A few wee tips:

  • This cake is amazing just with a quick dusting of powdered sugar, so if you aren’t in the mood for frosting, feel free to skip it.

  • This cake keeps beautifully in an airtight container - perfect for if you have people drop by.

  • I love sheet cakes because they transport super well - provided you have a parchment paper sling in the baking pan, you can frost it right in the pan and serve from there.

  • You can either make this in a bowl with a whisk or electric hand mixer, or your stand mixer - I did it in my stand mixer because I am lazy, and it worked just as well!

 

 

Gingerbread Sheet Cake with Maple Cream Cheese Frosting

- Makes one 9” x 13” cake - serves 12-16 -

Cake recipe reprinted with permission from “Cake: Layered, Frosted, Sliced and Shared”.

Gingerbread Sheet Cake
320g (2 1/4 cups) All-Purpose Flour
200g (1 cup) Granulated Sugar
1 Tbsp ground ginger
1 1/2 tsp baking soda
1 1/2 tsp ground cinnamon
1/2 tsp kosher salt
1/2 tsp ground nutmeg
1/4 tsp ground allspice
300g (1 1/4 cups) whole milk
170g (1/2 cup) unsulphured molasses
90g (6 Tbsp) Canola oil
2 large eggs

Maple Cream Cheese Frosting
170g unsalted butter, at room temperature
335g cream cheese, cold from the fridge
670g icing sugar, sifted
1/2 tsp vanilla bean paste
1/4 tsp salt
80g maple syrup

 

- PROCESS -

GINGERBREAD SHEET CAKE

Preheat the oven to 350°f / 180°c. Spray a 9” x 13” baking dish with baking spray, or grease with butter. Line with a parchment paper sling.

In the bowl of a stand mixer fitted with a whisk attachment, or a large bowl, whisk together flour, granulated sugar, ginger, baking soda, cinnamon, salt, nutmeg, and allspice. Make a well in the center of the flour mixture; add milk, molasses, oil, and eggs. Beat with a mixer at low speed until combined, about 1 minutes. Pour batter into prepared pan. Tap pan on counter twice to release air bubbles.

Bake until a wooden pick inserted in the center comes out clean, about 28 minutes. Let cool completely in pan. Dust with icing sugar, or frost with maple cream cheese frosting (recipe follows)

MAPLE CREAM CHEESE FROSTING

In the bowl of a stand mixer fitted with the paddle attachment, or in a large bowl, cream together the butter and cream cheese on high until pale and fluffy, 3-4 minutes. Add icing sugar, vanilla bean paste and salt, and mix on low to combine. Turn the mixer to high and beat for another 3-4 minutes, or until light and fluffy. Add maple syrup, and beat until well combined.

Scrape the frosting onto the cake, and spread with an offset spatula. Sprinkle with cinnamon if desired.

Store leftovers in an airtight container in the fridge.

Gingerbread Sheet Cake with Maple Cream Cheese Frosting - a warming spiced cake, topped with a silky, maple, ream cheese frosting. A super simple yet delicious cake, perfect for feeding a crowd or for a quick holiday pick me up.

“Cake: Layered, Frosted, Sliced and Shared” was written by Brooke Bell, and is Copyright 2018 83 Press.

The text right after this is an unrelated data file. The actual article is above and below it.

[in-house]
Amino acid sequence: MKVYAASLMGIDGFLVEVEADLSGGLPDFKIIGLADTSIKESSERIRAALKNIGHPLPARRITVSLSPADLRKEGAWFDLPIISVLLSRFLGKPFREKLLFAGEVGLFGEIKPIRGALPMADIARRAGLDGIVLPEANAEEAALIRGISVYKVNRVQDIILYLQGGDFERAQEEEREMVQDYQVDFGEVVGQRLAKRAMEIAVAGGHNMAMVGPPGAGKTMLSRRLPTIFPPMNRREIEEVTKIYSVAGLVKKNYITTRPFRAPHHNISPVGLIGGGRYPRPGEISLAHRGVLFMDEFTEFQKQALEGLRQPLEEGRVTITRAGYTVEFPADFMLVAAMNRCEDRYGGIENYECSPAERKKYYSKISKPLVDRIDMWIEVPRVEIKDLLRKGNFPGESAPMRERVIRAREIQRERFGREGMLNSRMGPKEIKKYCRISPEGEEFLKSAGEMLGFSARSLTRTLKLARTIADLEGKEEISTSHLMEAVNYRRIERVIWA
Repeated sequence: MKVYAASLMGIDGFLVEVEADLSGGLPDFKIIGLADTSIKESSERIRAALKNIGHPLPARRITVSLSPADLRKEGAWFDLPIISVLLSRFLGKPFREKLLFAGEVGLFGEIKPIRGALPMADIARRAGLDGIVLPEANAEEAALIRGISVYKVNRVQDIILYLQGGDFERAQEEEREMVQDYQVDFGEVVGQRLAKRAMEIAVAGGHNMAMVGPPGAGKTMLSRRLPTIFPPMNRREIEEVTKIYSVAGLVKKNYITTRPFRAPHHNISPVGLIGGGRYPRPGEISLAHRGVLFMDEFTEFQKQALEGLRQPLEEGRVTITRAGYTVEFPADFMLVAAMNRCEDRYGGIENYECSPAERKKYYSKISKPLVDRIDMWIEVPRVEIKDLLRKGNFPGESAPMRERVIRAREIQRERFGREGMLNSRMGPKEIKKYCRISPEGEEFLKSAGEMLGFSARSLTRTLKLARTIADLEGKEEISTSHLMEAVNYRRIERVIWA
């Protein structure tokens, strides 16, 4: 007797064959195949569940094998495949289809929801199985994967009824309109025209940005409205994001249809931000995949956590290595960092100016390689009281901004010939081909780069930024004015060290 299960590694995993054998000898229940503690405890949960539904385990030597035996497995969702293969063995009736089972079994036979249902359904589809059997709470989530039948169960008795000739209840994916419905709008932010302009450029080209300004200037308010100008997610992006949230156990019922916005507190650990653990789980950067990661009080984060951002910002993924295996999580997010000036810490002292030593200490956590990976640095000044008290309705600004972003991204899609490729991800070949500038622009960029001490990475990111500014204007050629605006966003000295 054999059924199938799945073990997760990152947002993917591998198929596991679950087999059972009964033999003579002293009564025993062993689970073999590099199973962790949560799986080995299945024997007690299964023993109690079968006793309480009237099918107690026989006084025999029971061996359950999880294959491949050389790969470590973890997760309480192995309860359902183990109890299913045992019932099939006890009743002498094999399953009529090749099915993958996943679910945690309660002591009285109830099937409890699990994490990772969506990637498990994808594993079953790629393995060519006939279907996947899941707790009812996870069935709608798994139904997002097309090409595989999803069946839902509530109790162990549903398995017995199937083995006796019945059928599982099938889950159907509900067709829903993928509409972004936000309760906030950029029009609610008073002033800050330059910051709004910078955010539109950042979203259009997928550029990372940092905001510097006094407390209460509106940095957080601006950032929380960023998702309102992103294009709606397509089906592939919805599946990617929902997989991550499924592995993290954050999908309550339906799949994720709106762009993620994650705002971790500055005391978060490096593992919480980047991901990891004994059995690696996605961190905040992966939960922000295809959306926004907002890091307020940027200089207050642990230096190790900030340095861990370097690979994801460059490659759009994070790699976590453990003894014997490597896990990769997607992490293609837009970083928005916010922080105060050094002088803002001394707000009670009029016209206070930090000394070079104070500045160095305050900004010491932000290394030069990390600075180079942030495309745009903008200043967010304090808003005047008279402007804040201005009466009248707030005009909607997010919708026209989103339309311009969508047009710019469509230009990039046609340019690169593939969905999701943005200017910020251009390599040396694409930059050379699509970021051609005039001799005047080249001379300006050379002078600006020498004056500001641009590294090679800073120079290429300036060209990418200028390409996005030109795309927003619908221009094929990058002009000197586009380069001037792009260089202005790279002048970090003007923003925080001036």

The Ultimate Christmas Macaron Box


 
The Ultimate Christmas Macaron box - a cute, gluten free twist on the traditional cookie box. This cookie box is filled with the flavours of christmas - Candy Cane, Eggnog, Christmasfetti, Gingerbread, and cranberry. Each macaron is filled with a delicious complementary filling - ranging from american buttercream to German buttercream. This macaron box would make the perfect homemade gift. Grab the recipes now!
The Ultimate Christmas Macaron box - a cute, gluten free twist on the traditional cookie box. This cookie box is filled with the flavours of christmas - Candy Cane, Eggnog, Christmasfetti, Gingerbread, and cranberry. Each macaron is filled with a delicious complementary filling - ranging from american buttercream to German buttercream. This macaron box would make the perfect homemade gift. Grab the recipes now!
The Ultimate Christmas Macaron box - a cute, gluten free twist on the traditional cookie box. This cookie box is filled with the flavours of christmas - Candy Cane, Eggnog, Christmasfetti, Gingerbread, and cranberry. Each macaron is filled with a delicious complementary filling - ranging from american buttercream to German buttercream. This macaron box would make the perfect homemade gift. Grab the recipes now!
The Ultimate Christmas Macaron box - a cute, gluten free twist on the traditional cookie box. This cookie box is filled with the flavours of christmas - Candy Cane, Eggnog, Christmasfetti, Gingerbread, and cranberry. Each macaron is filled with a delicious complementary filling - ranging from american buttercream to German buttercream. This macaron box would make the perfect homemade gift. Grab the recipes now!
The Ultimate Christmas Macaron box - a cute, gluten free twist on the traditional cookie box. This cookie box is filled with the flavours of christmas - Candy Cane, Eggnog, Christmasfetti, Gingerbread, and cranberry. Each macaron is filled with a delicious complementary filling - ranging from american buttercream to German buttercream. This macaron box would make the perfect homemade gift. Grab the recipes now!